Cash management is an integral part of any business. In order to ensure financial stability, a company must effectively keep track of its various cash inflows and outflows. Failing to do so jeopardizes the company’s ability to meet current payment obligations and plan for future payments, two essential aspects of maintaining business stability.
Treasurers and CFOs are typically the individuals at a company tasked with handling cash management. Fortunately for them, there are a variety of tools and products at their disposal to help manage the entire cash flow cycle. This is especially true during the current pandemic. More treasurers are turning to digital solutions to keep cash flows operating in a time of social distancing and work from home requirements.
The sheer amount of cash management tools and services available makes choosing the right option a potentially challenging, if not daunting, decision. To help companies navigate this crucial decision, Mercator Advisory Group is hosting a webinar titled “Matching Solutions with Client Needs in the Cash Cycle: Mind the Gap.”
During the webinar, Steve Murphy, Director of Commercial and Enterprise Payments Advisory Service at Mercator Advisory Group, will discuss the challenges presented in the cash flow cycle and how Mercator can help companies find the right solutions to address them.
PaymentsJournal sat down Murphy to preview the upcoming webinar and learn more about cash flow management.
The many components of the corporate cash cycle
Murphy began the discussion by broadly outlining the various terms and components that comprise the corporate cash cycle. Up first was working capital.
“Folks that have taken finance courses will be familiar with the term working capital, and you hear that utilized a lot these days,” said Murphy. “It’s basically short-term assets minus short-term liabilities.”
Assets can include cash on hand, inventory, and accounts receivables, which are unpaid bills owed to that company; liabilities include accounts payables, or the money that company owes to others. Keeping track of working capital is important because if a company’s liabilities exceed its assets, it can have trouble paying its creditors and potentially go bankrupt.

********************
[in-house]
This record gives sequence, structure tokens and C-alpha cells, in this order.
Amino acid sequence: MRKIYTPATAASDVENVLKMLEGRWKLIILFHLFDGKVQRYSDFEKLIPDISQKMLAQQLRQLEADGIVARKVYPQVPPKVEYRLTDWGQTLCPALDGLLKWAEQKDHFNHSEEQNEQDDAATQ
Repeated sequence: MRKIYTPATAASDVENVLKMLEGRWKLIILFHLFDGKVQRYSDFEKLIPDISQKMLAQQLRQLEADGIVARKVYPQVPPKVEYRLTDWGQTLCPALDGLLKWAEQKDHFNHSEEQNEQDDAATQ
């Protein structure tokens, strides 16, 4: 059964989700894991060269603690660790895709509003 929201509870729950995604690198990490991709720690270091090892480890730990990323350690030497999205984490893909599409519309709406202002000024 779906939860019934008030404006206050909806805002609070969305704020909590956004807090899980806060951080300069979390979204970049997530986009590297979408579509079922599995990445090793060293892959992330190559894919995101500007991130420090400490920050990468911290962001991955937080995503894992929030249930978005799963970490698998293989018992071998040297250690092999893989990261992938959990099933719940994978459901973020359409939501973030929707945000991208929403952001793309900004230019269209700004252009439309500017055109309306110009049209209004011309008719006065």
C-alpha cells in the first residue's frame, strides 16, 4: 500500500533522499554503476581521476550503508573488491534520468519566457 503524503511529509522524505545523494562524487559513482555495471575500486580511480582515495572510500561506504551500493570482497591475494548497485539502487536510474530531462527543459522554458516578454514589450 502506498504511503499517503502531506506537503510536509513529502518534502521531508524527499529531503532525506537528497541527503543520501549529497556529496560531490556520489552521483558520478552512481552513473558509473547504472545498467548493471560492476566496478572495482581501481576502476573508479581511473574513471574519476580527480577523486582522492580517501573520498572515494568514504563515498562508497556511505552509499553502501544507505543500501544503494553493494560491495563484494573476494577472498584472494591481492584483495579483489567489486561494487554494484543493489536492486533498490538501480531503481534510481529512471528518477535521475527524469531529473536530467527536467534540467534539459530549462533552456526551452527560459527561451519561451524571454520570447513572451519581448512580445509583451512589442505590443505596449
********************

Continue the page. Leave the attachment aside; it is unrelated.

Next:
In essence, the basic components “of the cash cycle [are] the time and the money involved to buy inventory, to store, to sell it, and then to collect on invoices after you ship and it’s received,” explained Murphy. Put another way, the cash cycle—also known as the cash conversion cycle (CCC)—measures the time it takes for a company to convert its investment in resources and inventory into cash flows from sales.
Murphy explained that the formula to calculate the cash conversation cycle contains three parts. To get calculate it, you must add the days of inventory outstanding (DIO) to the days sales outstanding (DSO), and then subtract the days payables outstanding (DPO) from the amount (CCC = DIO + DSO – DPO).
The following definitions can help make this formula understandable:
- DIO: the average number of days that a company holds its inventory before selling. This relates a company’s cash inflows.
- DSO: the average number of days that it takes a company to collect payment after a sale has been made. This also relates to a company’s cash inflows.
- DPO: the ratio that measures the average number of days it takes a company to pay its bills. This relates to a company’s cash outflows.
Being able to calculate CCC is important to any business. “Once a company tracks this cash conversion cycle, they can use it to better understand their own working capital efficiency, as well as compare themselves to competitors in the same segments,” added Murphy.
There are many products to help track cash flow
Since cash flow management is tremendously important but also fairly complicated, there are many cash cycle solutions available to help.
CFOs and treasurers can utilize “a slew of products that are associated with managing expenses and treasury management, including ERPs, treasury management systems, electronic invoices, payments, receivables, trade, finance, reconciliations, and so forth,” said Murphy.
Historically banks have been the ones to provide these solutions. Moreover, the offered services and software “have most often been point solutions,” said Murphy, adding “many vendors that provided solutions across cash cycle operations were normally specializing in one of the solutions and maybe two, but even if they had more, they weren’t actually packaging them as combined solutions.”
But with many fintechs cropping up in recent years, the cash cycle management landscape has changed. Now, there are more vendors to choose from than ever before and the solutions themselves have become more comprehensive and digitally-based. “This has become even more pronounced during the past six months with the onset of the pandemic,” noted Murphy.
Helping mid-tier banks keep up
For large multinational financial institutions, keeping up with the changing cash management landscape is not too difficult. They have the resources necessary to invest in developing their own digital tools and solutions. Or if they would rather not develop their own, many large FIs have the means to simply acquire fintechs that already offer these solutions.
In contrast, “mid-tier banks don’t necessarily have that budget flexibility or resource availability” to develop their own digital cash management tools, said Murphy. This is where Mercator Advisory Group believes it can help.
“We can help them think through that process and help build a more intelligent set of criteria to compete more effectively and fill the gap going forward,” explained Murphy. Those interested in learning more about cash cycle management and how Mercator Advisory Group can help can register for the webinar in the form below.